To become a wildlife manager, it is necessary to attend college in order to receive a degree. Most agencies and organizations which have wildlife managers on their staffs require at bachelor's degree, although some will accept people with associate's degrees and at least two years of experience. Working straight out of high school is very unusual and is usually entry level only, sometimes with no possibility for advancement. People who also choose to attend graduate school can widen their employment opportunities considerably in addition to potentially being able to earn more.
Wildlife managers work for state agencies as well as private preserves. Their jobs involve managing populations of wild animals so that they are sustainable. This includes surveying and studying those populations, relocating pests, culling if necessary, protecting the natural environment, supervising hunting activities, pursuing poachers, and maintaining equipment related to the work. Someone who wants to become a wildlife manager should have an interest in wildlife, of course, along with the ability to work outdoors in variable conditions. Wildlife managers also work with members of the public and thus public relations skills are very helpful.
Preparation to become a wildlife manager can start in high school. Taking coursework which focuses on biology, natural resources, and related topics will help students prepare for college. High school students may also be able to access internships which involve working with animals, participating in wildlife research, and similar activities. These internships can help students get into top notch schools which will prepare them more fully for careers in wildlife management.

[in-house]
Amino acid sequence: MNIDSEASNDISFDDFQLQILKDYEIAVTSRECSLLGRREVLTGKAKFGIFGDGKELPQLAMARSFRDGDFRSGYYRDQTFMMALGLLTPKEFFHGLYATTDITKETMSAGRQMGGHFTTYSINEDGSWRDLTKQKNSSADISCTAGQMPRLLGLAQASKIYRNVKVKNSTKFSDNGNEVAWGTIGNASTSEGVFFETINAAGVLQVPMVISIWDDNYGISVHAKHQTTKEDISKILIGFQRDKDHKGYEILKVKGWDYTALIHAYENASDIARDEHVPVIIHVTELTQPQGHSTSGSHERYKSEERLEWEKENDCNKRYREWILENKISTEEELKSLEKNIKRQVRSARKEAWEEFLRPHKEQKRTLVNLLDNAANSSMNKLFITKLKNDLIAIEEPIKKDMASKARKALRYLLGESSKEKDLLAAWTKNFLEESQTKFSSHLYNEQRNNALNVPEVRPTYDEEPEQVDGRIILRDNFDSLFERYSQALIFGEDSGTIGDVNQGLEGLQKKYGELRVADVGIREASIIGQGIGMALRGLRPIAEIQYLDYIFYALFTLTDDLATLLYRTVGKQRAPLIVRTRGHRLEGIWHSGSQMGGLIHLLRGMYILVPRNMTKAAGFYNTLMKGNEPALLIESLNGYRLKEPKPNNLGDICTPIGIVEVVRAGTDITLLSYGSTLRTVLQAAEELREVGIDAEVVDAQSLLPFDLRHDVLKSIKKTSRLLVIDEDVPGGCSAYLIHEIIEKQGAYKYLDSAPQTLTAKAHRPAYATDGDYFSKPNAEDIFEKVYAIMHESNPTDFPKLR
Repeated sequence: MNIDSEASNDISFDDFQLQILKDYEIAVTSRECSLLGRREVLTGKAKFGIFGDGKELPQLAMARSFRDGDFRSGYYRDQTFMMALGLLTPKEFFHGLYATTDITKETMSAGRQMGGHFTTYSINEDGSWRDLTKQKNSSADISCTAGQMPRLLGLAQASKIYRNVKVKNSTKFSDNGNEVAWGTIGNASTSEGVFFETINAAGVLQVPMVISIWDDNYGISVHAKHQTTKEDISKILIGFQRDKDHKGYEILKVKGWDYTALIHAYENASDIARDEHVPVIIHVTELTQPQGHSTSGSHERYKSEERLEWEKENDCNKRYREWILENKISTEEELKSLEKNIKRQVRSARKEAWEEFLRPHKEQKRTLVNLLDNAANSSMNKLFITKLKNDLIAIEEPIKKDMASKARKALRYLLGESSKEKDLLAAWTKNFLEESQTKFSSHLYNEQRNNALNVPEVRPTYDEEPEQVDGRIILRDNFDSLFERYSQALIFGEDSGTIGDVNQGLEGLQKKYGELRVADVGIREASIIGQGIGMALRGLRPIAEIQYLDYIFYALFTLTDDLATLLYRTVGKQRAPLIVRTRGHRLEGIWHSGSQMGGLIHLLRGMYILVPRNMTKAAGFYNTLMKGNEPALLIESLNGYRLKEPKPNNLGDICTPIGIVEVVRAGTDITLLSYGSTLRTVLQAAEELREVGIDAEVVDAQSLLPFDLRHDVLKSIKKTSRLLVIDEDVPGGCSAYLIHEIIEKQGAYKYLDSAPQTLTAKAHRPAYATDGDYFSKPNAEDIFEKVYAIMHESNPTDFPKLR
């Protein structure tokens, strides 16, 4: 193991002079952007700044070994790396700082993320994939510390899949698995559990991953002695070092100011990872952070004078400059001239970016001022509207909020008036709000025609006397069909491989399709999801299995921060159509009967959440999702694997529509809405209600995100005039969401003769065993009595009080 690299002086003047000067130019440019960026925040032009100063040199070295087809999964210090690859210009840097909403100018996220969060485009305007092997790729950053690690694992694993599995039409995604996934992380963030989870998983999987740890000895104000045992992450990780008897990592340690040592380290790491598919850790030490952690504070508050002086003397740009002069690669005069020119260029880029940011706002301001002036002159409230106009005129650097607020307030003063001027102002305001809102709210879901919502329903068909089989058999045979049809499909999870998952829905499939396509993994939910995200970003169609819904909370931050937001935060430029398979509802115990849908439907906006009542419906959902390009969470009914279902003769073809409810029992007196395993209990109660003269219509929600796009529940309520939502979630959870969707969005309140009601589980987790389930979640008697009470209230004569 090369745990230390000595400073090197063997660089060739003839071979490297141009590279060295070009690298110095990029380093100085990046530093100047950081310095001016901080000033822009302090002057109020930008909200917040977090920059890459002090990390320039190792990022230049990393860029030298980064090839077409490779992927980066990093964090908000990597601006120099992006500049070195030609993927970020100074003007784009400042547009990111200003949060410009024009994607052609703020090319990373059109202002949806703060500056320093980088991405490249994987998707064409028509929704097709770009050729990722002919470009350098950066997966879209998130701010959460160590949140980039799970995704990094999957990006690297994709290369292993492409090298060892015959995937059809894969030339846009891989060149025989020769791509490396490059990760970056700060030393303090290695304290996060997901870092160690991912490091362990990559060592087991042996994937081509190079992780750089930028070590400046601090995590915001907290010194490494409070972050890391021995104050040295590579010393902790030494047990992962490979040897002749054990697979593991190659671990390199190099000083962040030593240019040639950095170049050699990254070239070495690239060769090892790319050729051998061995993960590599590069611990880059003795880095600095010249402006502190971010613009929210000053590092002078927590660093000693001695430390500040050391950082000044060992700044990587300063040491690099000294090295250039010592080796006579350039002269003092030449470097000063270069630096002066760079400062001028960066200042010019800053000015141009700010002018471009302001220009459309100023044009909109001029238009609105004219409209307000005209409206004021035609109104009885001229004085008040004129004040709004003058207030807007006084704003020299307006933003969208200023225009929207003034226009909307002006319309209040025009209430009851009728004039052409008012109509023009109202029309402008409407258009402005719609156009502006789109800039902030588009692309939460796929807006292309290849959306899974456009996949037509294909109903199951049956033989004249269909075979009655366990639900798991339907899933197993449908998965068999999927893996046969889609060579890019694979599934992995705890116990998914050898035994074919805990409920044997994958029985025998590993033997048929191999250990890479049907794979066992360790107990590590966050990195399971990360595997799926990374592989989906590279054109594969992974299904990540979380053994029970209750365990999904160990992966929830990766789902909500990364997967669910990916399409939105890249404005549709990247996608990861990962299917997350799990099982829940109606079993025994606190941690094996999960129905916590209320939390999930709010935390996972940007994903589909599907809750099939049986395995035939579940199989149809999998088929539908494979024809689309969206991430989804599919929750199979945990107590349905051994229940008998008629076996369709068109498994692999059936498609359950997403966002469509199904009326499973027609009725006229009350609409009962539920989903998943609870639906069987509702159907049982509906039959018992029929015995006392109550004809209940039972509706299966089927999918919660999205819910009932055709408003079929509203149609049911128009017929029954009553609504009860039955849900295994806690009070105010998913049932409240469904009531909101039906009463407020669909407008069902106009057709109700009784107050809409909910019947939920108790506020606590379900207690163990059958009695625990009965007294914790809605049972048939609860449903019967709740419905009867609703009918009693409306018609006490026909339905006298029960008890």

Many colleges and universities offer topics in fields like forestry, biology, wildlife management, and related subjects. Students should plan on majoring in one of those topics. If a student wants to become a park ranger or similar law enforcement officer, it will also be necessary to attend a law enforcement academy in order to become a wildlife manager. With a four year degree, students can apply to graduate schools which will offer additional training and research opportunities.
Graduate school is not necessarily required. A student may be able to find an ideal job with a four year degree. Other students may opt to enter the field right away with a bachelor's degree, and to return to graduate school later. Once someone has become a wildlife manager, sometimes areas of research and interest present themselves and the wildlife manager decides to go back to school to learn more. Some employers may even assist with this, paying part of the tuition and offering other incentives to employers who return to school for more training.